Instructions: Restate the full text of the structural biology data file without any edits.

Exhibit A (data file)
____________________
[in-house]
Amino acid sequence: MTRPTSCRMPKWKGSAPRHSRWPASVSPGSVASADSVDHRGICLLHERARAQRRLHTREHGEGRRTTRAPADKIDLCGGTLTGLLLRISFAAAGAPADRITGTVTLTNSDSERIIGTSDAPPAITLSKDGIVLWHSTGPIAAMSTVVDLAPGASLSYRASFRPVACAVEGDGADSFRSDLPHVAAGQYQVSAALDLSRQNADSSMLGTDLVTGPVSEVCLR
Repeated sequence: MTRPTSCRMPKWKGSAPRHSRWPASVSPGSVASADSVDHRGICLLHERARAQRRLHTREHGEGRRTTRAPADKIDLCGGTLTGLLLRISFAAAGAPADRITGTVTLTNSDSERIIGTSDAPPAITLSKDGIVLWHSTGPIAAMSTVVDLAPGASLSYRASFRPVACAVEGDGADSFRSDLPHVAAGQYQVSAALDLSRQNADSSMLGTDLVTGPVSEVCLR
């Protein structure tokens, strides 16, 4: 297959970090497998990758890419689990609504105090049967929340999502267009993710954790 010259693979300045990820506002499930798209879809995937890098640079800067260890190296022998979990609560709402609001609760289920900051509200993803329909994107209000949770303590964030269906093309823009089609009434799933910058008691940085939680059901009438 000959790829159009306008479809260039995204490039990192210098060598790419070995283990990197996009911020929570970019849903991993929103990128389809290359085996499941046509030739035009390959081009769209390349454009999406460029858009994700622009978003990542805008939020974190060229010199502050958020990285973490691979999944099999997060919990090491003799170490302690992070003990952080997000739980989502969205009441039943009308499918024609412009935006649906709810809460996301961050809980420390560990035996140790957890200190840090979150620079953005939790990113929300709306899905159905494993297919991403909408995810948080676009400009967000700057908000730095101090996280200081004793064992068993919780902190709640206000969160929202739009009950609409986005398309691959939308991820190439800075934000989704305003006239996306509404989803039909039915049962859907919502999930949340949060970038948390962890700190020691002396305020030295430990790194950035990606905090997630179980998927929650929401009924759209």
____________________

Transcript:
[in-house]
Amino acid sequence: MTRPTSCRMPKWKGSAPRHSRWPASVSPGSVASADSVDHRGICLLHERARAQRRLHTREHGEGRRTTRAPADKIDLCGGTLTGLLLRISFAAAGAPADRITGTVTLTNSDSERIIGTSDAPPAITLSKDGIVLWHSTGPIAAMSTVVDLAPGASLSYRASFRPVACAVEGDGADSFRSDLPHVAAGQYQVSAALDLSRQNADSSMLGTDLVTGPVSEVCLR
Repeated sequence: MTRPTSCRMPKWKGSAPRHSRWPASVSPGSVASADSVDHRGICLLHERARAQRRLHTREHGEGRRTTRAPADKIDLCGGTLTGLLLRISFAAAGAPADRITGTVTLTNSDSERIIGTSDAPPAITLSKDGIVLWHSTGPIAAMSTVVDLAPGASLSYRASFRPVACAVEGDGADSFRSDLPHVAAGQYQVSAALDLSRQNADSSMLGTDLVTGPVSEVCLR
């Protein structure tokens, strides 16, 4: 297959970090497998990758890419689990609504105090049967929340999502267009993710954790 010259693979300045990820506002499930798209879809995937890098640079800067260890190296022998979990609560709402609001609760289920900051509200993803329909994107209000949770303590964030269906093309823009089609009434799933910058008691940085939680059901009438 000959790829159009306008479809260039995204490039990192210098060598790419070995283990990197996009911020929570970019849903991993929103990128389809290359085996499941046509030739035009390959081009769209390349454009999406460029858009994700622009978003990542805008939020974190060229010199502050958020990285973490691979999944099999997060919990090491003799170490302690992070003990952080997000739980989502969205009441039943009308499918024609412009935006649906709810809460996301961050809980420390560990035996140790957890200190840090979150620079953005939790990113929300709306899905159905494993297919991403909408995810948080676009400009967000700057908000730095101090996280200081004793064992068993919780902190709640206000969160929202739009009950609409986005398309691959939308991820190439800075934000989704305003006239996306509404989803039909039915049962859907919502999930949340949060970038948390962890700190020691002396305020030295430990790194950035990606905090997630179980998927929650929401009924759209």